Pump Nib

By · Friday, September 11th, 2009

Pump Nib

The writing instrument that dominated for the longest period in history was the pen. The pens, made from the wing feathers of geese, lasted only a week before you need to be replaced. When writing became an art form, inventors began to improve the writing instrument with new technologies.

Fountain Pen innovators created filling systems that gave optimum performance in their reservoir designs. The first fountain pens were filled using an eyedropper. A dropper is used to transfer the ink from the bottle to the pen. However, this process has been messy and inconvenient. There are three main components of a pen, the tank, the feed mechanism and the nib. The tank containing the ink, the feeding mechanism of the ink channels from the reservoir to the tip and the tip (for usually made of gold or steel) makes the writing.

There are two basic methods to fill a pen; per cartridge or self-filling. Although the use of a cartridge is very convenient and less messy, self-filling process has a high regard for the cartridges.

There are two techniques that allow pens to be self-sufficient: lever fill and refill button. All filled with some success, but brought some concerns in the area of regular maintenance. Auto filling designs feather fillings include lever, button filler, stuffed with money, suddenly filled, the pump fills, landfills Vacumatic, fillers and piston sleeve filling techniques. Several different patents were issued by the self-filling fountain pen design. Here are six self-filled historical inventions of the designs that shape the future of the global longevity penalty source:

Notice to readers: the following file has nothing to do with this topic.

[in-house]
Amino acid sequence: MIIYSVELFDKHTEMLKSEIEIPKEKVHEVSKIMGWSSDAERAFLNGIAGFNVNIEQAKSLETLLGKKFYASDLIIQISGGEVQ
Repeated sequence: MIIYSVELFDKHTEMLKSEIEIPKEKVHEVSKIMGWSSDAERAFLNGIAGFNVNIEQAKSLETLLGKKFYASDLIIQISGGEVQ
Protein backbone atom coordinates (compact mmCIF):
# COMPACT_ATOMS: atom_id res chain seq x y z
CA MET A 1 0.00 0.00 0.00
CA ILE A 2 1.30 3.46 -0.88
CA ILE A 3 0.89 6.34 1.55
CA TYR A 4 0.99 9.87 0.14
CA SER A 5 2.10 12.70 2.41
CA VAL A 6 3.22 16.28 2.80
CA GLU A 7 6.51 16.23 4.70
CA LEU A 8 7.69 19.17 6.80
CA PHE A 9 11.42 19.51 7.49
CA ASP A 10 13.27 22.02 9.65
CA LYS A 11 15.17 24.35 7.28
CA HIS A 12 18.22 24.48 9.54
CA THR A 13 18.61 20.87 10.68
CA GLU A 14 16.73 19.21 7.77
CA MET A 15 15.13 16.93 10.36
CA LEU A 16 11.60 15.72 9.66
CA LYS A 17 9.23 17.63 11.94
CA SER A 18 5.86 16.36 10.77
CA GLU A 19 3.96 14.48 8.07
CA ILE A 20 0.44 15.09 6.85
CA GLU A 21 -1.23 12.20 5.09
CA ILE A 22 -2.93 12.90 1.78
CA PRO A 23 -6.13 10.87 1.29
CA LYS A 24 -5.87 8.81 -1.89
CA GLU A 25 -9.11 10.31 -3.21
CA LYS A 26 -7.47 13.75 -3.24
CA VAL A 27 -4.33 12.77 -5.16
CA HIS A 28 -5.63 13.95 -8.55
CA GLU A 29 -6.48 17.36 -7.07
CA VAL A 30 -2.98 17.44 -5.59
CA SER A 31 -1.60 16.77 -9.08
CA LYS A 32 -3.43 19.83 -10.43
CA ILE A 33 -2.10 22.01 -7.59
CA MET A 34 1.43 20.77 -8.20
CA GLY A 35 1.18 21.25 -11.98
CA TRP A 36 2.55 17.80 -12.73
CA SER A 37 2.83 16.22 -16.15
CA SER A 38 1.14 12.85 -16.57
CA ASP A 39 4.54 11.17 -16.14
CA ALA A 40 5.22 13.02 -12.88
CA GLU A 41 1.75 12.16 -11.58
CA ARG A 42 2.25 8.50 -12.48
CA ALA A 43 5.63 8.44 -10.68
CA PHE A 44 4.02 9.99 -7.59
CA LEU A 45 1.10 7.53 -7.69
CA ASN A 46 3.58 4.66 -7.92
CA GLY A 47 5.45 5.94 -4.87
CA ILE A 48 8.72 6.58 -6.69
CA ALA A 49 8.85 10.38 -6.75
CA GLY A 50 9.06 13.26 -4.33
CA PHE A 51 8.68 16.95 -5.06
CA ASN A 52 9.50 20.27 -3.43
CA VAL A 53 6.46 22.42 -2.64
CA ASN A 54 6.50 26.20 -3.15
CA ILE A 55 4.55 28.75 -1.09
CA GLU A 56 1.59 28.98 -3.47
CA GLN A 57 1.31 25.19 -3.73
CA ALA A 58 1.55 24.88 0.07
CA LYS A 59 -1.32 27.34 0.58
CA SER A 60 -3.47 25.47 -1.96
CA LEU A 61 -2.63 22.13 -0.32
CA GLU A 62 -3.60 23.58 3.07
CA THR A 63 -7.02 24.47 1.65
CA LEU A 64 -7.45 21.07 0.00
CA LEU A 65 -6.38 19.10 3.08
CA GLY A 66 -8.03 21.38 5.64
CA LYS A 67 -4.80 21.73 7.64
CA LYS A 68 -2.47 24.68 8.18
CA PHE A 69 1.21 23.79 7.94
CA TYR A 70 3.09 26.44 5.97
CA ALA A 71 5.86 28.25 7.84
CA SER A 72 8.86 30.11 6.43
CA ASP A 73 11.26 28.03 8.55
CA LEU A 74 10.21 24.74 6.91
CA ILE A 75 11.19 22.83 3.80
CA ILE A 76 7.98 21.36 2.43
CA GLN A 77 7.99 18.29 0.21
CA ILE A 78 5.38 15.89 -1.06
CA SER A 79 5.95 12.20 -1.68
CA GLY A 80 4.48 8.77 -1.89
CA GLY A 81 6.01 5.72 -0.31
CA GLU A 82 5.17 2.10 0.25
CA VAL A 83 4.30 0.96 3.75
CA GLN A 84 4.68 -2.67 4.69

1. Button filling: Patented in 1905 and first offered by the company Parker Pen in 1913. This was an alternative to the eyedropper method that was used by Parker for its line of famous Duofold pens.

2. Lever Filler: Walter Sheaffer patented the lever filler in 1908. The WA Sheaffer Pen Company of Fort Madison, Iowa, introduced in 1912. An external lever depressed the flexible ink sac. The lever fitted flush with the barrel of the pen when not in use.

3. Crescent filler: Roy Conklin of Toledo produced the first commercially called later, click in the filling. When two protruding tabs on the outside of the pen is pressed, the tabs will make a sound when the sac was full.

4. Fill Currency: Matchstick fill type using a coin was developed by Lewis Edson Waterman in an attempt to compete with the winner patents belonging to fill Sheaffer lever. A slot in the barrel of the pen enabled a coin to deflate the internal pressure plate, an idea similar to the filler match.

5. Matchstick Filler: calculated were introduced around 1910 by the Weidlich Company. A hole in the side of the canyon pressure pushed the bar with a match.

6. The Piston Fill: Launched into stardom in 1930 when the German company Pelikan license the technology and used it on his first self-filling pen, Pelikan 100.

Calligraphy fine essential for anyone involved in business correspondence (clerical, bookkeepers, stenographers, musicians, etc..) Progress manufacture of fountain pen came with many successes and failure of perfect filling mechanisms and prevent service interruptions. Innovation created the safe use and helped to avoid messy leaks. Filling systems are effective and reliable perfected and installed in fountain pens to create an enjoyable experience through the function and style.

Kym Gordon Moore has over twenty six years of writing experience throughout her corporate career, in various industries from fashion and special event coordination to marketing, public relations and sales. Her fascination with fountain pens is based on her love of creative handwriting, as well as the craftsmanship of these fine writing instruments. www.kymgmoore.com

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